- Open Access
HTLV-1 HBZ cooperates with JunD to enhance transcription of the human telomerase reverse transcriptase gene (hTERT)
Retrovirology volume 4, Article number: 92 (2007)
Activation of telomerase is a critical and late event in tumor progression. Thus, in patients with adult-T cell leukaemia (ATL), an HTLV-1 (Human T cell Leukaemia virus type 1)-associated disease, leukemic cells display a high telomerase activity, mainly through transcriptional up-regulation of the human telomerase catalytic subunit (hTERT). The HBZ (HTLV-1 bZIP) protein coded by the minus strand of HTLV-1 genome and expressed in ATL cells has been shown to increase the transcriptional activity of JunD, an AP-1 protein. The presence of several AP-1 binding sites in the hTERT promoter led us to investigate whether HBZ regulates hTERT gene transcription.
Here, we demonstrate using co-transfection assays that HBZ in association with JunD activates the hTERT promoter. Interestingly, the -378/+1 proximal region, which does not contain any AP-1 site was found to be responsible for this activation. Furthermore, an increase of hTERT transcripts was observed in cells co-expressing HBZ and JunD. Chromatin immunoprecipitation (ChIP) assays revealed that HBZ, and JunD coexist in the same DNA-protein complex at the proximal region of hTERT promoter. Finally, we provide evidence that HBZ/JunD heterodimers interact with Sp1 transcription factors and that activation of hTERT transcription by these heterodimers is mediated through GC-rich binding sites for Sp1 present in the proximal sequences of the hTERT promoter.
These observations establish for the first time that HBZ by intervening in the re-activation of telomerase, may contribute to the development and maintenance of the leukemic process.
Adult T-cell leukaemia (ATL) is a T-cell malignancy that develops in about 5% of asymptomatic HTLV-1 (human T-cell leukaemia virus, type 1) carriers after a latent period ranging from 20 to 60 years, indicating a multistage process of transformation of T lymphocytes. ATL cells are generally CD4+ T lymphocytes, in which both NF-κB and AP-1 (activator protein-1) transcription factors are constitutively active. Distinct clinical subtypes of ATL include two indolent forms, smoldering and chronic, and extremely aggressive forms, acute and lymphomatous. Chronic ATL often progresses to acute or lymphoma-type ATL and the mean survival time of patients with acute ATL is about one year [1–3]. Interestingly, the close correlation observed between telomerase activity and the clinical stage of the disease indicates that the re-activation of telomerase, by contributing to telomere stabilization, is a key event in development and progression of ATL .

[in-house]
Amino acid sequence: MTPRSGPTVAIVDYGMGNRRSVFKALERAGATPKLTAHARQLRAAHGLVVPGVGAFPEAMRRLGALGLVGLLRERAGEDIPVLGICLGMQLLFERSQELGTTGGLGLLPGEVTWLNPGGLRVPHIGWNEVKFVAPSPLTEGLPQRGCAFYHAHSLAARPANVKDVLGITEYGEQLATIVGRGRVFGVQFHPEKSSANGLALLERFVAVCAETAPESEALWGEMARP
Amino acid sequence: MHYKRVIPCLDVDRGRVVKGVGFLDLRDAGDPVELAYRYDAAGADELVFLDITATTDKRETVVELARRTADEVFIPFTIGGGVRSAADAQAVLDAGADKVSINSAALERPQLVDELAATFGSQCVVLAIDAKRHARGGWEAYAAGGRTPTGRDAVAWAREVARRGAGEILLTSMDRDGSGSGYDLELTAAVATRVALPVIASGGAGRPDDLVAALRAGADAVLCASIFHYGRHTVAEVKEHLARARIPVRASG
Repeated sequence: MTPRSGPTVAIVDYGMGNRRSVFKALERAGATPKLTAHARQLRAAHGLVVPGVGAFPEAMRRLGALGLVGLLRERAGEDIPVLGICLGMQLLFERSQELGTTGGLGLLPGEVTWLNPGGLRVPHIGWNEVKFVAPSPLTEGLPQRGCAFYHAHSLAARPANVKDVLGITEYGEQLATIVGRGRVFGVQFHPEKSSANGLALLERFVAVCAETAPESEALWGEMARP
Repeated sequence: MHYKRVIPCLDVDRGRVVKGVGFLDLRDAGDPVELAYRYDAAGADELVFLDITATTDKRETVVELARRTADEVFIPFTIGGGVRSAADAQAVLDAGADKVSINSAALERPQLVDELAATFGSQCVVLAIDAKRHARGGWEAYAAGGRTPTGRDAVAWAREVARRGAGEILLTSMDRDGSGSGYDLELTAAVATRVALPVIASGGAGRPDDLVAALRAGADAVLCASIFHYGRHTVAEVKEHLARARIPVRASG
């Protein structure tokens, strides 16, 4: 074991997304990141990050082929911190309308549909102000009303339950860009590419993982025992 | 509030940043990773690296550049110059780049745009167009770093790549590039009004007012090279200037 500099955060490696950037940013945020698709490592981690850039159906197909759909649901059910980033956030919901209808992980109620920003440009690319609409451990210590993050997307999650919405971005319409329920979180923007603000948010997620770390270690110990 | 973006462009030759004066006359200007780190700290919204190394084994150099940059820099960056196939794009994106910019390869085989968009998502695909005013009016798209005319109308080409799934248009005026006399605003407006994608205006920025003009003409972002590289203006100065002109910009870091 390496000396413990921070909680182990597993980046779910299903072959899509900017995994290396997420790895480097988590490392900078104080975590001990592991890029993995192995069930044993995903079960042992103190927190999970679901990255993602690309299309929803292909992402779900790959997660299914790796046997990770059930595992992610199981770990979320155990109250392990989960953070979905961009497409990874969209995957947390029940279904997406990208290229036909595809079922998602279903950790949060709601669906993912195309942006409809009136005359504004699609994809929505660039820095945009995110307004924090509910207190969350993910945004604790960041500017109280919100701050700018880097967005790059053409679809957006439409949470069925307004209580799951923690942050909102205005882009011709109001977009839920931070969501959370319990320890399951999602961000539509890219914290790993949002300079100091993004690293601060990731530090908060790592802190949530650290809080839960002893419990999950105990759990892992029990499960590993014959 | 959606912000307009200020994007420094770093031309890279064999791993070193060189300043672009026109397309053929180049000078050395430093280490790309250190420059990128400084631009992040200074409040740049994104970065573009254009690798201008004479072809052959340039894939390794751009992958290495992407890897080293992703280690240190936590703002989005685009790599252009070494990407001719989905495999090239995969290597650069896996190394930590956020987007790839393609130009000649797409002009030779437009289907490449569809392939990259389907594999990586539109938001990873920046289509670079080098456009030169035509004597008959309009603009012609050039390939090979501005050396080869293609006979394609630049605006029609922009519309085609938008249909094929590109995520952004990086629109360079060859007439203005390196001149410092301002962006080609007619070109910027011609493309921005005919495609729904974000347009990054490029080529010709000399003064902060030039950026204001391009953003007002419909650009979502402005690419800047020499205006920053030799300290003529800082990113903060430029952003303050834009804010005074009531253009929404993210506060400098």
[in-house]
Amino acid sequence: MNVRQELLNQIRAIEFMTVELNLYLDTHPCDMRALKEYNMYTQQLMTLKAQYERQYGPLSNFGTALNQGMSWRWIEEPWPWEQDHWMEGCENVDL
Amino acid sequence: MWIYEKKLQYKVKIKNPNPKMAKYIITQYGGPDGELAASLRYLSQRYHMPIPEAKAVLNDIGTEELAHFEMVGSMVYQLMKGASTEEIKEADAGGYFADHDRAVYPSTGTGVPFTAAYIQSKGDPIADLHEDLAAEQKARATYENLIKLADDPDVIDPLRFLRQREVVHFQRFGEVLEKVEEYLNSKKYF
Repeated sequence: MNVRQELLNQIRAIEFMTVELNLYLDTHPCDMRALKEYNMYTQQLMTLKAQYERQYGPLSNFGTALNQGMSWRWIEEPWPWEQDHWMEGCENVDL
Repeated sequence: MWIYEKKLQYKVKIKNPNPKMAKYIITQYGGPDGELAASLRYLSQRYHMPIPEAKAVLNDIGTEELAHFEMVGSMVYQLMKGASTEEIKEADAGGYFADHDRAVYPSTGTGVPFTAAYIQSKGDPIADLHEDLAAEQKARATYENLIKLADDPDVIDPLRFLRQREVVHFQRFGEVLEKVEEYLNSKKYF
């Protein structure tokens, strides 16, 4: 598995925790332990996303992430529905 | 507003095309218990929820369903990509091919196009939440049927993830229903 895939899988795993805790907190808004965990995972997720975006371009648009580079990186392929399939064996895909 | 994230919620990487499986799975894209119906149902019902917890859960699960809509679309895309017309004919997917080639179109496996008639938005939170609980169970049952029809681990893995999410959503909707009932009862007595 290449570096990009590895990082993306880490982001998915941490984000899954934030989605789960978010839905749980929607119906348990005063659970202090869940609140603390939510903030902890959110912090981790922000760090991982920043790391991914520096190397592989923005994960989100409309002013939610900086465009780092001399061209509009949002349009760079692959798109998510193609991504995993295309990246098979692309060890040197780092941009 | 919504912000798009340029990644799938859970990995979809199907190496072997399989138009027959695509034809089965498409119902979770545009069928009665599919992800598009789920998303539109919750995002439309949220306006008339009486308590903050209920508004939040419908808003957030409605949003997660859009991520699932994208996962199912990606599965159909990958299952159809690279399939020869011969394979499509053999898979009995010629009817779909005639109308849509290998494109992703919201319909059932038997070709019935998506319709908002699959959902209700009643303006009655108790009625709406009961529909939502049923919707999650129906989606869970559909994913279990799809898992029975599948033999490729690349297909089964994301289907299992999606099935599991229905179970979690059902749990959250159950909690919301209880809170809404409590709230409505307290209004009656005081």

A functional basic leucine zipper (bZIP) protein, HBZ (HTLV-1 bZIP factor), that is encoded by a mRNA transcribed from a functional promoter present within the anti-sense strand of the 3' end of the HTLV-1 provirus, was identified, through its expression in several HTLV-1-infected cell lines [5–7]. Moreover, HBZ was found to be the only viral gene product detected in a panel of fresh ATL cell clones . This protein contains an N-terminal transcriptional activation domain, two basic regions corresponding to nuclear localization signals, and a DNA-binding domain upstream of a C-terminal leucine zipper motif [9, 10]. Interestingly, HBZ RNA was found to promote T-cell proliferation and to up-regulate the E2F1 transcription factor . Furthermore, the HBZ protein has been shown to interact with other bZIP proteins, in particular with the AP-1 transcription factors, resulting in the modulation of their transcriptional activity [11–13]. Thus, through its interaction with CREB-2 (also called ATF-4), HBZ inhibits Tax-mediated proviral transcription from the HTLV-1 promoter within the viral LTR [10, 14–16]. Tax, a viral regulatory protein, encoded by the pX region of HTLV-1, plays a pivotal role in the early steps of the transformation of T lymphocytes infected by HTLV-1, by influencing the transcription of numerous cellular genes, among them NF-κB and AP-1 [17–19].
The hTERT proximal core promoter which contains Sp1 and c-Myc binding sites, is essential for the transcriptional activation of this cellular gene [20–22]. Recently, five putative binding sites for AP-1 have been identified within the distal regulatory sequences of the hTERT promoter . AP-1 is composed of heterodimers of Jun (c-Jun, JunB or JunD) and Fos (c-Fos, Fra1, Fra2, FosB-2) proteins and c-Fos/c-Jun and c-Fos/JunD heterodimers have been shown to decrease hTERT transcription in human cells . Interestingly, HBZ is not able to form stable homodimers and is therefore dependent on heterodimerization with other AP-1 proteins to control gene transcription [11–13]. In the present study, we investigated whether HBZ, in association with c-Jun or JunD, is able to regulate the activity of the hTERT promoter. We demonstrated that HBZ together with JunD synergistically activates hTERT transcription through their recruitment by the Sp1 transcription factors on the Sp1 sites present at the proximal region of the hTERT promoter. These observations provide an original insight by which hTERT transcription is up-regulated by this viral protein.
HBZ regulates the activity of the hTERT promoter